While the US economy looks somewhat resilient, the reality is that we are seeing weaker growth and declining net profit margins in the S&P 500 companies.  Morgan Stanley Wealth Management Chief Investment Officer Lisa Shalett noted a disconnect between a lack of explicitly lower guidance during earnings calls and low levels of CEO confidence. As a result, earnings estimates could still have room to fall.
Morgan Stanley strategist Mike Wilson, who until recently was a prominent stock market bear who predicted this year’s slump in equities, believes the October stock rally could have legs until the next earnings estimates pull back more meaningfully. His view is that as markets transition to expect falling inflation and lower interest rates, stocks could grind higher in a bear market rally. Of course, the timing of falling inflation and lower rates, along with the direction of the stock market, is still a major question mark.
November brings the midterm elections, where analysts expect an uphill climb for Democrats. The consensus expectation for Democrats to lose seats in Congress could result in more gridlock, which historically tends to be positive for stocks. Whether politics will have an impact against the tide of rising rates remains to be seen.
We’ll close out the year with one more Fed meeting in December. In November, the Fed, as widely expected, raised rates by 0.75% for the fourth consecutive time. Investors parsed Fed minutes and Chairman Powell’s testimony, which indicates additional rate increases are on the horizon.
The October bounce back is another reminder of the unpredictability of markets and how quickly sentiment shifts. Most decisions based on short-term emotional views tend to be damaging to long-term performance. The bumpy ride underscores the benefits of a carefully pre-planned investing approach. Our experience through other “unprecedented times” has shown that long term investors are generally rewarded for staying the course.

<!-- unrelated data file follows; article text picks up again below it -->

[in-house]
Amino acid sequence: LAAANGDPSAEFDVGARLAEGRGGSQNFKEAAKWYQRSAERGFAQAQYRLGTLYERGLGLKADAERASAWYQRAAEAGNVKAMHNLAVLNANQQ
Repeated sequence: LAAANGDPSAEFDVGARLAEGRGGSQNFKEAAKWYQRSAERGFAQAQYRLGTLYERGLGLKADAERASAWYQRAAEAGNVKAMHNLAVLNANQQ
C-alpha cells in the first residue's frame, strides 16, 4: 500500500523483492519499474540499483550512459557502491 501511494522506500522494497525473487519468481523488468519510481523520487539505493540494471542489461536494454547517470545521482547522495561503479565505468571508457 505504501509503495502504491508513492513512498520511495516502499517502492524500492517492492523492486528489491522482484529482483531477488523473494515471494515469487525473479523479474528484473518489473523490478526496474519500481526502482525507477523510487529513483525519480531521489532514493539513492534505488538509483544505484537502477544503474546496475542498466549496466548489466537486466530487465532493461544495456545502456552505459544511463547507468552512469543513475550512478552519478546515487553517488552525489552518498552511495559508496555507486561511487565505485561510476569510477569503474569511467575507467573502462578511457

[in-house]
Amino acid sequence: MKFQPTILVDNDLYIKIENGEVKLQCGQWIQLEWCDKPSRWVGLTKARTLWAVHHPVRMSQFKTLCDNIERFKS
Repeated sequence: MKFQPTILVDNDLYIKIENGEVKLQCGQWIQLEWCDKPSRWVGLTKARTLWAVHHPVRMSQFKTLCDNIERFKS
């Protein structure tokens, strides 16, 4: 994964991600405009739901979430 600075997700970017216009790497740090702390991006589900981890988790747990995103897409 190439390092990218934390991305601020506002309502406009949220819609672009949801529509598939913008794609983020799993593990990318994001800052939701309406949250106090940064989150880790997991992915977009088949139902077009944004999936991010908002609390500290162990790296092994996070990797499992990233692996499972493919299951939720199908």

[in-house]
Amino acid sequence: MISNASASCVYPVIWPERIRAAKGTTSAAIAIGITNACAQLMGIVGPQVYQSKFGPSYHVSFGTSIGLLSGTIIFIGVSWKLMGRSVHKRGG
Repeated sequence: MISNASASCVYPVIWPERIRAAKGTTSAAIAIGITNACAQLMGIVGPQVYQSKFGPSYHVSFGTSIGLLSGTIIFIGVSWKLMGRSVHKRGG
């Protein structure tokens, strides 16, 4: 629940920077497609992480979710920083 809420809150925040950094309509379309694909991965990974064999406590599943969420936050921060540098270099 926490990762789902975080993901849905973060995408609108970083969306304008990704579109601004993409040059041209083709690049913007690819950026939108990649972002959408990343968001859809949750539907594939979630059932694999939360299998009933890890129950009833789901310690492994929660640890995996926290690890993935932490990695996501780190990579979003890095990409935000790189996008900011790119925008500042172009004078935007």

Please reach out to schedule your year-end review or discuss any thoughts, concerns, or changes in objectives. We are blessed to live in a resilient country and look forward to honoring our great democracy by voting this week!
Your Friends at JSF
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The Bloomberg Barclays U.S. Aggregate Bond Index measures the investment-grade U.S. dollar-denominated, fixed-rate taxable bond market and includes Treasury securities, government-related and corporate securities, mortgage-backed securities, asset-backed securities and commercial mortgage-backed securities.
The S&P 500 Index is an unmanaged, market value-weighted index of 500 stocks generally representative of the broad stock market.
The Nasdaq Composite is a market-capitalization-weighted index consisting of all Nasdaq Stock Exchange listed stocks that are not derivatives, preferred shares, funds, exchange-traded funds or debenture securities.
Treasury Bond- is a U.S. government debt security with a fixed interest rate and maturity between two and 10 years.
Gross domestic product (GDP) is a monetary measure of the market value of all the final goods and services produced in a specific time period. GDP is the most commonly used measure of economic activity.